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Signaling Pathways in Neuronal Cells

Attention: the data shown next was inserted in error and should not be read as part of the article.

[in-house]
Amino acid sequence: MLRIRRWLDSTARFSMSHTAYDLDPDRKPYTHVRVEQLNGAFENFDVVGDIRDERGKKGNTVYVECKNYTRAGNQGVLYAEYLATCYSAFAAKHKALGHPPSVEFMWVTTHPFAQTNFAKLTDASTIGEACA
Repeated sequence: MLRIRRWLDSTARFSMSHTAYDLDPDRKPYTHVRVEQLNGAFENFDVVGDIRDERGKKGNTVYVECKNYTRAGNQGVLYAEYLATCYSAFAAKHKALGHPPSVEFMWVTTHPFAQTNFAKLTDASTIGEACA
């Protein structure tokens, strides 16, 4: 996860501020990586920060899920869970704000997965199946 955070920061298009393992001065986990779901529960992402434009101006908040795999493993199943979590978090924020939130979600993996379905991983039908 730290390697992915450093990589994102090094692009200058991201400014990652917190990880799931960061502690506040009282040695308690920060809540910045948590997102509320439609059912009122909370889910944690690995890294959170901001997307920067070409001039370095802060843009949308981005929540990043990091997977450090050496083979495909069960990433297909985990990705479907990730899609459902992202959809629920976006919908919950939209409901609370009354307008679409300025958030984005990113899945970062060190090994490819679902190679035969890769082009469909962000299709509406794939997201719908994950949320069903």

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Activation of growth signaling cascades by epidermal growth factor (EGF) and other mitogens is a key step in cell growth and development as well as the generation of neural and other epithelial-derived tumors. Among the main mediators of signals transmitted by tyrosine kinase receptors such as the EGF receptor are the mitogenactivated protein kinases (MAPKs), a superfamily of highly homologous proline-directed serine/threonine kinases that participate in the transduction of growth and differentiation-promoting signals. The Ras/Raf kinase cascade that leads to activation of ERK1 and ERK2, two members of the ERK subfamily of MAPKs, is required for cell growth and thus is an important target of therapeutic agents for tumor treatment. Recent studies from our laboratory have revealed a new mechanism for the regulation of Raf-1 by growth factors. Under nonstimulatory conditions, Raf-1 can form a complex with a Raf Kinase Inhibitory Protein (RKIP/PEBP). An evolutionarily conserved protein that is present from bacteria to man, RKIP prevents Raf- 1 from downstream signaling. We have shown that different growth factors activate specific members of the protein kinase C (PKC) family that, in turn, cause release of RKIP, enabling activation of Raf and the MAPK signaling cascade. More recent results have implicated RKIP in mitotic progression. We therefore hypothesize that RKIP is a key regulator of mitogenesis. The goal of this proposal is to characterize further the physiological functions of RKIP, elucidate the mechanisms by which RKIP functions, and define the structural interactions that underlie these mechanisms. Specifically, we plan to (1) Determine the role(s) of RKIP at different stages of the cell cycle in regulating cell growth; (2) Determine the mechanism(s) by which RKIP regulates MAP kinase signaling and mitotic progression; and (3) Identify the key functional domains in RKIP. The studies proposed here will increase our understanding of the regulation of these key events in cell proliferation, and should lead to the development of new reagents that can inhibit growth of neural and other epithelial-derived tumors.

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